The report concluded, “The question of amputation is, therefore, one of the most serious problems the army surgeon must face and one that calls particularly for calmness under stress and for the exercise of the most sound surgical judgment. When the requirements necessary to conserve the safety of the patient have been met, the sole remaining consideration is to be given to securing the [residual limb] which will best meet the demands made upon it by the artificial limb.”
Repercussions of war
Long after the war ended in 1918, scores of armless and legless veterans were visible in the combatant countries. “One of the most graphic reminders of the destructiveness of war is the amputee. Every major conflict in the 20th century has seen large numbers of amputee veterans as the result of battle,” wrote Lt. Col. Paul J. Dougherty of the Army Medical Corps in a 2002 Veterans Administration publication. Approximately 2,300 major amputee veterans came home to America from France in World War I, according to Dougherty, who defined a “major amputation” as “one which is proximal to the wrist or ankle.”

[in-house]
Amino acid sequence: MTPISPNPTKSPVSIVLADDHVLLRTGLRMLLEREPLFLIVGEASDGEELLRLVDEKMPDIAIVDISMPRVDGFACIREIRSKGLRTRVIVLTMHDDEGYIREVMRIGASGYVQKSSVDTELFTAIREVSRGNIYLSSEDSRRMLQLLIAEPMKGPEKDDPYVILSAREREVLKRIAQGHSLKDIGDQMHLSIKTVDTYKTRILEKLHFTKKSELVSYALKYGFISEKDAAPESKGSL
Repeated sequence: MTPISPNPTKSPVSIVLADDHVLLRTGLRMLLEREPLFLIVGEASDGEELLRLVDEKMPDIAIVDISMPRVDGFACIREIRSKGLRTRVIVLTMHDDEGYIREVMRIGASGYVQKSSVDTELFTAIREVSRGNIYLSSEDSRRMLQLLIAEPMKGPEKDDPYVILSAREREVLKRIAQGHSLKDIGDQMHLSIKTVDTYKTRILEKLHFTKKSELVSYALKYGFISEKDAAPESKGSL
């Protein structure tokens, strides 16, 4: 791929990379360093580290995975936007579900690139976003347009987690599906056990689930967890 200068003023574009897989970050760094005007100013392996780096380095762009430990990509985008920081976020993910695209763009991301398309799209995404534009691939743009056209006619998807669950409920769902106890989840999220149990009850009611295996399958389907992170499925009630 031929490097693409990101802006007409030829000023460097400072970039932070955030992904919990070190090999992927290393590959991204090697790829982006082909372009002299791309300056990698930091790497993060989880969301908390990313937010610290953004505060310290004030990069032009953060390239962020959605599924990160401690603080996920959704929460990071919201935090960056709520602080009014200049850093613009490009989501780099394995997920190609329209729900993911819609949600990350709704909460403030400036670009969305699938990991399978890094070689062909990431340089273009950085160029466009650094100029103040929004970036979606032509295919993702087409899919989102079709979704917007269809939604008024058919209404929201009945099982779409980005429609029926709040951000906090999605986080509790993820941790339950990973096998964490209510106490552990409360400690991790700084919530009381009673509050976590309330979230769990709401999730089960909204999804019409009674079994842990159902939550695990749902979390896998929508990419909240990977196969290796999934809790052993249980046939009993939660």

He explained that transfemoral amputations (1,145) were the most common, followed by transhumeral (556), transtibial (335), forearm (215) and multiple (44). The data excluded 95 knee disarticulations, he said.
During the conflict, 25.5% of amputations resulted from the direct effects of trauma, such as small arms, mortar or artillery fire or bombing from airplanes. The rest — 74.5% — were necessitated by infection, Dougherty wrote.
- Albee F. Orthopedic and Reconstruction Surgery: Industrial and Civilian. Philadelphia: W.B. Saunders Company, 1921.
- Dougherty P. Traumatic amputations during military service (including issues of surgical revision and limb salvage). Traumatic Amputations and Prosthetics. Department of Veterans Affairs, 2002, p. 3-26. Available www.publichealth.va.gov/docs/vhi/traumatic_amputation.pdf. Accessed Jan. 4, 2016.